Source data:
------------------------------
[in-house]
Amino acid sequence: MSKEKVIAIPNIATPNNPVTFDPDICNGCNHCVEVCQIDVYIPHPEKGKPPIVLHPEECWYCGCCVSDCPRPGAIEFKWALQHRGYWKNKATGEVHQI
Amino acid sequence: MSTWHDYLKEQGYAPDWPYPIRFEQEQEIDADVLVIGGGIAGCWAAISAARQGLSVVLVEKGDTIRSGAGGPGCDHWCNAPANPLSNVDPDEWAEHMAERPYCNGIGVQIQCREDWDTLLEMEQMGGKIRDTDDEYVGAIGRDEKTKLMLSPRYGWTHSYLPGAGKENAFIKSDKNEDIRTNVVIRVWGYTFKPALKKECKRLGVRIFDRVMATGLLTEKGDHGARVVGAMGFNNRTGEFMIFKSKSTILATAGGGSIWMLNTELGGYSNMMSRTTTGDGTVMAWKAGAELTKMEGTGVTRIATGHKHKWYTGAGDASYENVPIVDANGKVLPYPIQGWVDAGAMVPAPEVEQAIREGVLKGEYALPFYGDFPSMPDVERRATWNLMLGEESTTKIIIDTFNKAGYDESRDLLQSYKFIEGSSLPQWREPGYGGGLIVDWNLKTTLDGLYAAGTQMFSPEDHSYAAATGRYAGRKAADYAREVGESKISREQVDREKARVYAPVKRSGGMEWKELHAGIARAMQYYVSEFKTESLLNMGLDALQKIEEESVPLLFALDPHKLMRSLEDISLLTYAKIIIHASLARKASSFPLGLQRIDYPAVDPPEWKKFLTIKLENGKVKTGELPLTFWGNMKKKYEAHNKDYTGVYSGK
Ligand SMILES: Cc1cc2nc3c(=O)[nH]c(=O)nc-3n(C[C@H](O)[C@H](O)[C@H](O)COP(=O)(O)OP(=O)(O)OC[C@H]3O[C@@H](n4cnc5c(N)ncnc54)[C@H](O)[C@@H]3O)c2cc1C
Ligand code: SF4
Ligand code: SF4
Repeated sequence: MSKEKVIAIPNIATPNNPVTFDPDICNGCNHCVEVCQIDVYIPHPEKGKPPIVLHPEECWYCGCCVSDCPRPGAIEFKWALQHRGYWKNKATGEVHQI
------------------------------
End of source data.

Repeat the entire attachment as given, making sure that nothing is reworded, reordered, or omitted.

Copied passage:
[in-house]
Amino acid sequence: MSKEKVIAIPNIATPNNPVTFDPDICNGCNHCVEVCQIDVYIPHPEKGKPPIVLHPEECWYCGCCVSDCPRPGAIEFKWALQHRGYWKNKATGEVHQI
Amino acid sequence: MSTWHDYLKEQGYAPDWPYPIRFEQEQEIDADVLVIGGGIAGCWAAISAARQGLSVVLVEKGDTIRSGAGGPGCDHWCNAPANPLSNVDPDEWAEHMAERPYCNGIGVQIQCREDWDTLLEMEQMGGKIRDTDDEYVGAIGRDEKTKLMLSPRYGWTHSYLPGAGKENAFIKSDKNEDIRTNVVIRVWGYTFKPALKKECKRLGVRIFDRVMATGLLTEKGDHGARVVGAMGFNNRTGEFMIFKSKSTILATAGGGSIWMLNTELGGYSNMMSRTTTGDGTVMAWKAGAELTKMEGTGVTRIATGHKHKWYTGAGDASYENVPIVDANGKVLPYPIQGWVDAGAMVPAPEVEQAIREGVLKGEYALPFYGDFPSMPDVERRATWNLMLGEESTTKIIIDTFNKAGYDESRDLLQSYKFIEGSSLPQWREPGYGGGLIVDWNLKTTLDGLYAAGTQMFSPEDHSYAAATGRYAGRKAADYAREVGESKISREQVDREKARVYAPVKRSGGMEWKELHAGIARAMQYYVSEFKTESLLNMGLDALQKIEEESVPLLFALDPHKLMRSLEDISLLTYAKIIIHASLARKASSFPLGLQRIDYPAVDPPEWKKFLTIKLENGKVKTGELPLTFWGNMKKKYEAHNKDYTGVYSGK
Ligand SMILES: Cc1cc2nc3c(=O)[nH]c(=O)nc-3n(C[C@H](O)[C@H](O)[C@H](O)COP(=O)(O)OP(=O)(O)OC[C@H]3O[C@@H](n4cnc5c(N)ncnc54)[C@H](O)[C@@H]3O)c2cc1C
Ligand code: SF4
Ligand code: SF4
Repeated sequence: MSKEKVIAIPNIATPNNPVTFDPDICNGCNHCVEVCQIDVYIPHPEKGKPPIVLHPEECWYCGCCVSDCPRPGAIEFKWALQHRGYWKNKATGEVHQI